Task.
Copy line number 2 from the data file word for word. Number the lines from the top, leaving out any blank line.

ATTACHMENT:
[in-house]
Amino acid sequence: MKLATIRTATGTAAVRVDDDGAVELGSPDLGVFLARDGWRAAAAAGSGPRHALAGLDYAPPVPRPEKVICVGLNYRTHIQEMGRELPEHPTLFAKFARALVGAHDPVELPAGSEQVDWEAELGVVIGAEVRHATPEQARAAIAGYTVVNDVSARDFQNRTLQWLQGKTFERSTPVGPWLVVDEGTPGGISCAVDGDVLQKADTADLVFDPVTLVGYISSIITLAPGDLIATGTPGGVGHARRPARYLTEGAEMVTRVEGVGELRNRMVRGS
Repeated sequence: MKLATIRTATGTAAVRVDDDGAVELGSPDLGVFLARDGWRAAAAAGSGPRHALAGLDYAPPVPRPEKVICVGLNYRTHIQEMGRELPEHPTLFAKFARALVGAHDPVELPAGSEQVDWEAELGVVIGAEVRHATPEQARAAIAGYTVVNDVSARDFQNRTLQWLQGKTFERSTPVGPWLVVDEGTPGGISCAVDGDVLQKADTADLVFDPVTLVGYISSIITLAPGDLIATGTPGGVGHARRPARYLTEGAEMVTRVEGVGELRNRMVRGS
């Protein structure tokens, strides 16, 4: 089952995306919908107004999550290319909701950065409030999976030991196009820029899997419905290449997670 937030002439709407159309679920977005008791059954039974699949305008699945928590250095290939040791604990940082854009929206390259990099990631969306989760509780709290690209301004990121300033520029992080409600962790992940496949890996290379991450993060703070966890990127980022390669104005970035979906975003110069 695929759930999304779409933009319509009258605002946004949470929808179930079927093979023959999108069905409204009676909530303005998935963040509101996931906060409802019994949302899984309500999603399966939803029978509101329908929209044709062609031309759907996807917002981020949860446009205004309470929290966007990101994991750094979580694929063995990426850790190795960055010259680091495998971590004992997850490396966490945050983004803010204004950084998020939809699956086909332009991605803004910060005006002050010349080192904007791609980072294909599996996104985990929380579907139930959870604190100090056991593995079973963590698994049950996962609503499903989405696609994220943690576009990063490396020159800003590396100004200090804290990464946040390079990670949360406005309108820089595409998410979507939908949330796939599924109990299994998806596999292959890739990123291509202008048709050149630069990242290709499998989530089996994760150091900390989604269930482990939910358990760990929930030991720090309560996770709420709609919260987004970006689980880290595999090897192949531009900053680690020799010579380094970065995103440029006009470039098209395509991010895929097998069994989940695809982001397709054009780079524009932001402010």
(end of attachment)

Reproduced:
Amino acid sequence: MKLATIRTATGTAAVRVDDDGAVELGSPDLGVFLARDGWRAAAAAGSGPRHALAGLDYAPPVPRPEKVICVGLNYRTHIQEMGRELPEHPTLFAKFARALVGAHDPVELPAGSEQVDWEAELGVVIGAEVRHATPEQARAAIAGYTVVNDVSARDFQNRTLQWLQGKTFERSTPVGPWLVVDEGTPGGISCAVDGDVLQKADTADLVFDPVTLVGYISSIITLAPGDLIATGTPGGVGHARRPARYLTEGAEMVTRVEGVGELRNRMVRGS